When to Use This Process

You can use the following process to create an MSI which will work for any of the following:

  • a clean (first-time) install,
  • a reinstall-in-place MSI upgrade,
  • or as the new/upgraded package used by the WPS Patch Creation tool in generating an MSP file.

I am assuming in this case that you have the original WSI or MSI file on hand, and the files, registry or INI file values and such that you want to update in the new package.


  1. If you have the original WSI file, copy the entire project directory to a new project directory, with the new version number or whatever. If you only have the old MSI file, then you’ll need to do an administrative install (“msiexec /a old.msi”) to the new project folder to extract all of the files, or better yet open the MSI with Windows Installer Editor (WIE) and choose to convert it to a WSI (“Tools” menu, “MSI to WSI Conversion…”).
  2. For files which exist in the old package, copy the newer versions over the old ones in the project path. In WIE’s “Setup Editor” pane, go to the “Tables” tab and select the “File” table. Locate the file you just replaced in the list, and make a mental note of the old file size (or version number, for DLLs, EXEs and such which have version numbers). Recompile the package and check the File table again to see if the new size or version was found. (Occasionally I’ve had problems with WIE not finding the new files, but for the most part it works fine.)
  3. For registry values which exist in the old package, you can change the values in place.
  4. If you have any new files or registry keys/values to add, you’re going to need to create a new feature and component(s) to hold them. Go to the “Setup Editor” pane and click the “Features” tab. Highlight the feature you want as the parent (most likely “Complete”, so that it’s installed with the normal default “Complete” installation), right-click and choose “New” | “Feature”. Here you can specify your new feature name, whether it’s visible or hidden, and so on.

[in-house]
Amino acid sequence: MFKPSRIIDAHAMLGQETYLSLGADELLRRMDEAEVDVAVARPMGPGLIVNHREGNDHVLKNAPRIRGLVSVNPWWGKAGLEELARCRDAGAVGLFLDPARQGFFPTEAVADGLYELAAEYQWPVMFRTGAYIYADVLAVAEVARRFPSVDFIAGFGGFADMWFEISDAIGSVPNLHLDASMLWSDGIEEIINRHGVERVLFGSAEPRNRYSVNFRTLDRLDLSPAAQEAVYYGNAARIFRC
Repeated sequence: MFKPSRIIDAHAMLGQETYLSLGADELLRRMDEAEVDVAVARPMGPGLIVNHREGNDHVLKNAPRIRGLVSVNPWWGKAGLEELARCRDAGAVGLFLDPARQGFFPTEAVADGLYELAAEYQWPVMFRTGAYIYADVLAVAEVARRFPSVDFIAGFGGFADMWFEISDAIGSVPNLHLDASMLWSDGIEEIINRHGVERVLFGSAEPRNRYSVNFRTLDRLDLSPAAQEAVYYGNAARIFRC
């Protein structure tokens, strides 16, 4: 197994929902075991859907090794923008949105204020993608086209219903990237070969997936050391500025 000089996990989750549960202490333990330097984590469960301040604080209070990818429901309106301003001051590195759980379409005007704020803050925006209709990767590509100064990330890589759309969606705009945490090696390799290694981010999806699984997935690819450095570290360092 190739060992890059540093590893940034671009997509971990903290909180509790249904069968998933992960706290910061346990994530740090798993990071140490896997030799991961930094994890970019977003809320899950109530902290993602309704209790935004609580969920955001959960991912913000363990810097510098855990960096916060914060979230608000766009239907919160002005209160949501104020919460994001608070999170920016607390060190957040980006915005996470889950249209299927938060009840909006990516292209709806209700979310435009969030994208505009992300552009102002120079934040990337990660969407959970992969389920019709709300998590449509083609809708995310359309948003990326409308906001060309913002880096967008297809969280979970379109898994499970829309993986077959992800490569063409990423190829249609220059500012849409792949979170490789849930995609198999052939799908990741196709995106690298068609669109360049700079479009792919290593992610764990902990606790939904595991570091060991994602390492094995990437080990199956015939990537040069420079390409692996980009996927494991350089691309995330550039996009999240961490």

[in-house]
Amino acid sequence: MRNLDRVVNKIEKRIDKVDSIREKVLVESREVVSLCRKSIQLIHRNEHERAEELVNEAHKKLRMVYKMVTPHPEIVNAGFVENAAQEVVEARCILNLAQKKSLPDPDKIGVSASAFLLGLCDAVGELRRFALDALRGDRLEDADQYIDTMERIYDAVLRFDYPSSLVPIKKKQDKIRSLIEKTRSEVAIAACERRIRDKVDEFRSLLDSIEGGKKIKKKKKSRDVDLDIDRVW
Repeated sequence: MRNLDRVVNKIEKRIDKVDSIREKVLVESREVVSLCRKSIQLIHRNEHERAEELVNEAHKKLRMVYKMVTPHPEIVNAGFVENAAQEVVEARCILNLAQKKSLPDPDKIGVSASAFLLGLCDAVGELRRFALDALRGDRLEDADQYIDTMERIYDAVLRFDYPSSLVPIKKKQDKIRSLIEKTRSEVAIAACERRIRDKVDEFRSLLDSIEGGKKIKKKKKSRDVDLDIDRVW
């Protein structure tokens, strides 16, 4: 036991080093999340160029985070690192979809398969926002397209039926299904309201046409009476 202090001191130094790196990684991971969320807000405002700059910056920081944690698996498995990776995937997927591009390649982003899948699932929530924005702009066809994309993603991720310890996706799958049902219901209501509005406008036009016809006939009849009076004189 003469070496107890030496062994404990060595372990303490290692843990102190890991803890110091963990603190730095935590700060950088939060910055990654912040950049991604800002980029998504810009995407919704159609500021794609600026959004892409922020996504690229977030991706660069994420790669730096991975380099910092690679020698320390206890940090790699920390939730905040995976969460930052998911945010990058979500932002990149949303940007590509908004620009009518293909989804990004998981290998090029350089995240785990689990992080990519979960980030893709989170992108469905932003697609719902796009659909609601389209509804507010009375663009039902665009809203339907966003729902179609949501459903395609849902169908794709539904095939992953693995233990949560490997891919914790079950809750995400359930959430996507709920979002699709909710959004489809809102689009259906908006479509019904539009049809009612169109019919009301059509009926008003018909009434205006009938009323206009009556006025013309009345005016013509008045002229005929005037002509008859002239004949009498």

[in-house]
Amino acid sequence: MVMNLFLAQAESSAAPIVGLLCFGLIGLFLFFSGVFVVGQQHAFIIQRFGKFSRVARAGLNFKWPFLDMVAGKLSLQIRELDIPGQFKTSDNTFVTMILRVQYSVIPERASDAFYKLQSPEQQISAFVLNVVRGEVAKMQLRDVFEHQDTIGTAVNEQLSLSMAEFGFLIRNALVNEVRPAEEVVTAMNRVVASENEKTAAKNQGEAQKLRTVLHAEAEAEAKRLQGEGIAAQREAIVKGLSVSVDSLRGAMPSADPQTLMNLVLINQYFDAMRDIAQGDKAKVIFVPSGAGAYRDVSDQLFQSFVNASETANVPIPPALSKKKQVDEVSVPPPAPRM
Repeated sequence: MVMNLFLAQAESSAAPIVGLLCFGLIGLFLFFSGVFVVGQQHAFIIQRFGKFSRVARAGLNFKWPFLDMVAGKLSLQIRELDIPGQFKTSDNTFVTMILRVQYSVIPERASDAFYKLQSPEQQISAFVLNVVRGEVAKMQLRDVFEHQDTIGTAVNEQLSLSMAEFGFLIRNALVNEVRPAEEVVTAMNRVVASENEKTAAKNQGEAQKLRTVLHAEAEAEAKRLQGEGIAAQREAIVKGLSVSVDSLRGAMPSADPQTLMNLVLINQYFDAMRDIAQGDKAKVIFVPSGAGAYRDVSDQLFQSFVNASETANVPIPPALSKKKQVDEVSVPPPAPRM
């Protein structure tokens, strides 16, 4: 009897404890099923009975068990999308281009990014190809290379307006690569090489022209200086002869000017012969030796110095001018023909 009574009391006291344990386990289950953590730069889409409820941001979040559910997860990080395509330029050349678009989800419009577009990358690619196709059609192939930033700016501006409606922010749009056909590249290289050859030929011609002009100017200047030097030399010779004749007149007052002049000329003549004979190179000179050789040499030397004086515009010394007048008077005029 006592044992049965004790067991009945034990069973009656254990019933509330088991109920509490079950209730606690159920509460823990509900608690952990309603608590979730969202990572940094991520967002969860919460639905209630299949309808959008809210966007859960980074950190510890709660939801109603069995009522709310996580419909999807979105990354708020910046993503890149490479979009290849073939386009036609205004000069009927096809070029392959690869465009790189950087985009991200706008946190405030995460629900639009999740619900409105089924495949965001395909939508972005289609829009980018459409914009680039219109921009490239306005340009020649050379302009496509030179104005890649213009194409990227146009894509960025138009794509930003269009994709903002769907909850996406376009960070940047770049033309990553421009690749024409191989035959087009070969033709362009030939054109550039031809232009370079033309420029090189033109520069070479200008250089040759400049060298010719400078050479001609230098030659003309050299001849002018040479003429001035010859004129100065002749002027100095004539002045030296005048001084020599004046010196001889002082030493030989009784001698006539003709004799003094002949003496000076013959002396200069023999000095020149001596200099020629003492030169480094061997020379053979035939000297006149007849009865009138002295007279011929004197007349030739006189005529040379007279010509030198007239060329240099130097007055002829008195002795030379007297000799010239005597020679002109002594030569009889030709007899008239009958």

5. To add files to the new feature, let’s go back to the “Files” page of the “Installation Expert” pane. At the top of the page is a drop-down box labeled “Current Feature”. Before you add any files, make sure your new Feature is selected in the list. Thus, when you add new files in the GUI, WIE will automatically create new components for you that belong to your new Feature.
  6. To add new registry entries to the new feature, you can do pretty much the same thing as with the files from the “Registry” page of “Installation Expert”. Again, make sure you select your new Feature in the drop-down box at the top of the page before you add anything new. The same goes for INI file entries or other pages on the “Feature Details” section of the “Installation Expert” pane (“File Associations”, “Services”, etc.).
  7. Compile, and fix any errors as necessary.
  8. By now you probably know my mantra: test, test, test!

Now What?

For installing this package on machines which do not have the older version of the MSI, it should work fine with the normal install procedures.

For using this MSI to upgrade installations of the older MSI package, you’ll need to craft your reinstall command line carefully. (Note that you cannot use this reinstall command line to install the program for the first time, so don’t even try it.) You’ll want to use the “msiexec /f” option with the following options: ‘omus’ to reinstall or update just about everything in the package, ‘v’ to re-cache the package from the new MSI source file (otherwise, the PC will certainly use its own cached copy of the old MSI, which doesn’t have any of the new changes). Make sure to use the path to your new MSI and not the program GUI when you use the ‘/fv’ option. Lastly, if you have a new feature, you probably want to use the ‘ADDLOCAL’ property to tell the PC to add the new stuff. Altogether, this makes the command line look something like this:

msiexec /fvomus path_to\your\new.msi ADDLOCAL="NewFeature"

If you want to create an MSP to upgrade PCs with the old version of the MSI, you can use the MSI you just created as the new/updated input file for the Patch Creation tool.